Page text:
Most disinfonauts know Snopes.com, not least because Snopes often spoils all the fun of the weirder and wackier stories that our contributors offer for your delectation. But do you know the man…
The only surprise here is that it took the mainstream media (here in the form of the New York Times) so long to herald the debunkers at Snopes.com: It is one of…
A man named “Thomas Crapper” invented the toilet you say? I heard this on one of those “morning zoo” shows today, they claimed it was the anniversary of his birth, but Wikipedia says it’s his death. So turns out this is a real guy, but this just seemed too much of a coincidence to me (unless there’s a secret society of plumbers that has controlled the destiny of toilet technology that I am unaware of). So I checked out the great urban legend debunking site Snopes.com:
Thomas Crapper is an elusive figure: Most people familiar with his name know him as acelebrated figure in Victorian England, an ingenious plumber who invented the modern flush toilet; others believe him to be nothing more than a hoax, the whimsical creation of a satirical writer. The truth lies somewhere in between.
Much of the confusion stems from a 1969 book by Wallace Reyburn, Flushed with Pride: The Story of Thomas Crapper. Reyburn’s “biography” of Crapper has often been dismissed as a complete fabrication, as some of his other works (most notably Bust-Up: The Uplifting Tale of Otto Titzling and the Development of the Bra) are obvious satirical fiction. Although Flushed with Pride is, like Bust-Up, a tongue-in-cheek work full of puns, jokes, and exaggerations, Reyburn did not invent the person of Thomas Crapper as he did Otto Titzling. In Flushed with Pride, Reyburn’s satire rests on the framework of a real man’s life. Thomas Crapper was not, as Reyburn wrote, the inventor of the flush toilet, a master plumber by appointment to the royals who was knighted by Queen Victoria, or an important figure whose achievements were written up in the Encyclopedia Britannica…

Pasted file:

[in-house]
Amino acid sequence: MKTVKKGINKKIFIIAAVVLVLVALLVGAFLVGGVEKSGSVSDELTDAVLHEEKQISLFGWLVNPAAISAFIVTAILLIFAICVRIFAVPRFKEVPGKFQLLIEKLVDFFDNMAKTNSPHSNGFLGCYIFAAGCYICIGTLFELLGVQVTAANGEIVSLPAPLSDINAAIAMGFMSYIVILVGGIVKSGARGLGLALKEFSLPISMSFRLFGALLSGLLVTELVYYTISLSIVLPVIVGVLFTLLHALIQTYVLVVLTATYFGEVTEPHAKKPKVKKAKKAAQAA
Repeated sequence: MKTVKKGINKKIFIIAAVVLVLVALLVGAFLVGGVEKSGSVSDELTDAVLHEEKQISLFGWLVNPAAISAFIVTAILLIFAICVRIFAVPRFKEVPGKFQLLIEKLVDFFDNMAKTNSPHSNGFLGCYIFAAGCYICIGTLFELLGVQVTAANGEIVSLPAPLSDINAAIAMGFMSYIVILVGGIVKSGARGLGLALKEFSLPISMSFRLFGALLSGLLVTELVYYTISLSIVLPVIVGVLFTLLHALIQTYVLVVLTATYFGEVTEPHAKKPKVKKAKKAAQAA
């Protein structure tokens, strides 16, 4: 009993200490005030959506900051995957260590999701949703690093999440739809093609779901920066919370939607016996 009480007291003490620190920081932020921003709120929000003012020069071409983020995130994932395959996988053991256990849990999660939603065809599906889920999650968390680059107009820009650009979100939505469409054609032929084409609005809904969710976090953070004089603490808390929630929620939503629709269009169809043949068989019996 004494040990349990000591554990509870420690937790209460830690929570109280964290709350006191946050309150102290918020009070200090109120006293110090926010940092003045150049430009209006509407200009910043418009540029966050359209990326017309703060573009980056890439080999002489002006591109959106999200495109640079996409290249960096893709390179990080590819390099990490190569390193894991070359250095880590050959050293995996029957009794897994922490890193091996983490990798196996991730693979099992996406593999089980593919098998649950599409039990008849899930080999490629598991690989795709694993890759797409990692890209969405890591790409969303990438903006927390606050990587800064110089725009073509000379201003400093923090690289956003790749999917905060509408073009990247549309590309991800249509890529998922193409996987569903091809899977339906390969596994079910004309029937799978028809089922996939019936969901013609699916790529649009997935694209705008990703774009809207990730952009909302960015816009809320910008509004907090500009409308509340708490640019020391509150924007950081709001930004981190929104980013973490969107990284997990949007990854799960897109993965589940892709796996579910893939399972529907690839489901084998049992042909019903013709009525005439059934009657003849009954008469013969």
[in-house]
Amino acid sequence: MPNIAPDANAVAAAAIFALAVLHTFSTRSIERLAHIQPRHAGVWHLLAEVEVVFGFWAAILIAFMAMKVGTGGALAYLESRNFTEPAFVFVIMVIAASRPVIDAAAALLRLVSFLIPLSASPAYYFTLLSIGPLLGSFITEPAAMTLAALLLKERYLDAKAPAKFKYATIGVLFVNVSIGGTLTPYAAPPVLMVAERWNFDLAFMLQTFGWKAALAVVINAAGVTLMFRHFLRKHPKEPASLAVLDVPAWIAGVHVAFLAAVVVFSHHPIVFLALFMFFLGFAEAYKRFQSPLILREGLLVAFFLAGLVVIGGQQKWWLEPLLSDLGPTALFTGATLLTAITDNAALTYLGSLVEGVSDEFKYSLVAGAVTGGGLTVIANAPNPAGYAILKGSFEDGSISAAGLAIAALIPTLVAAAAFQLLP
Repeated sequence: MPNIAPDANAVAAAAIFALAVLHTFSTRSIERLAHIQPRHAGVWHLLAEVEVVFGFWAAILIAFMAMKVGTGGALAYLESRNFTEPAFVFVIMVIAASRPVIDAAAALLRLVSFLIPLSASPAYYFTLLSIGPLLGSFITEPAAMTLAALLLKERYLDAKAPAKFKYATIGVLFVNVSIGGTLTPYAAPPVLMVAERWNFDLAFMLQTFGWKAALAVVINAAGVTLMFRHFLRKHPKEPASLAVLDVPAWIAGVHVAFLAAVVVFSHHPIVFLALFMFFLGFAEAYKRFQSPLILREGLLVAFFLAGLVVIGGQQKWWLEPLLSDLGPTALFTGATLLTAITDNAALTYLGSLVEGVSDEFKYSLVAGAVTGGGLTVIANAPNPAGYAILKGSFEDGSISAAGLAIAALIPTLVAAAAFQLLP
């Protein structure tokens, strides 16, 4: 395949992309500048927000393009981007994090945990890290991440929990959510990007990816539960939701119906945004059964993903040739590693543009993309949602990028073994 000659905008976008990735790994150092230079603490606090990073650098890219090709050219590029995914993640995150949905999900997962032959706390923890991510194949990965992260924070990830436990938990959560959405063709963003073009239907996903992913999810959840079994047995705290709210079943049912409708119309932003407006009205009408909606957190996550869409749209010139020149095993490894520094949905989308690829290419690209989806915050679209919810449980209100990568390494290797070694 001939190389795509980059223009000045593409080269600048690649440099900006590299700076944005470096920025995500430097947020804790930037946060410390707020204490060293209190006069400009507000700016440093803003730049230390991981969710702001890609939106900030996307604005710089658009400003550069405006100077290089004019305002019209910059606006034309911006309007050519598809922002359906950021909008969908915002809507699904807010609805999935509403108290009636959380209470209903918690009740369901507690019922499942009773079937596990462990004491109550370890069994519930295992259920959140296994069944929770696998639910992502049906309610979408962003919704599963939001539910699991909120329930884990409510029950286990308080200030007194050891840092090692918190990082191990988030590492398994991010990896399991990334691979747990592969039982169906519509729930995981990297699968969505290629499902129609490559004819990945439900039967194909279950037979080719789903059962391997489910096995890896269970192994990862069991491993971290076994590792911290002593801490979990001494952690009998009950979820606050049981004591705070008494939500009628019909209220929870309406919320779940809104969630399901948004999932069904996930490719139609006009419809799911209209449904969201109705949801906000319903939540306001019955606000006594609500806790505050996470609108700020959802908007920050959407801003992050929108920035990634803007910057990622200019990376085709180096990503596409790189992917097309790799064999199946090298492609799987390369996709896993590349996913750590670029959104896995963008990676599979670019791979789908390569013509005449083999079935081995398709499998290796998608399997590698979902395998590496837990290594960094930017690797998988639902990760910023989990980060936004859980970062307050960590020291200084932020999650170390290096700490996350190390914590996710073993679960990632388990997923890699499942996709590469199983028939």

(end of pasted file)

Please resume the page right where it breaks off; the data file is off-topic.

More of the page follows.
Philip Bump writes on Mediaite:
If you have older relatives, and they have email accounts, I’d guess that you’re pretty familiar with Snopes.com. It’s likely that, for the first few months of their sending you urgent messages about free Applebee’s dinners or gang members threatening people’s lives, you dutifully found rebuttals from Snopes to pass on, intending to limit occasion for embarrassment when they send such things to others.
Then you realized that embarrassment is an emotion powerless against the potency of sheer terror. That no matter how often you demonstrated the fraud behind these emails and ones exactly like them with different brands and new murder plots, still the emails kept coming. Perhaps you even flagged these relatives as junk mail.
Snopes is the tireless and passive scold of the Internet, calmly assessing any and all madness regardless of provenance, and ensuring that the truth is told. It stands patiently in a corner of the Internet, a stationary Diogenes called into action primarily in moments of spite.
The offspring of a California couple with a penchant for urban folklore, the site originally focused on the sorts of nonsense mentioned above — rumors about people trying to give you free things or trying to rape you. As a result, that’s traditionally what was most common on the 25 Hottest Urban Legends page.
And then came Barack Obama.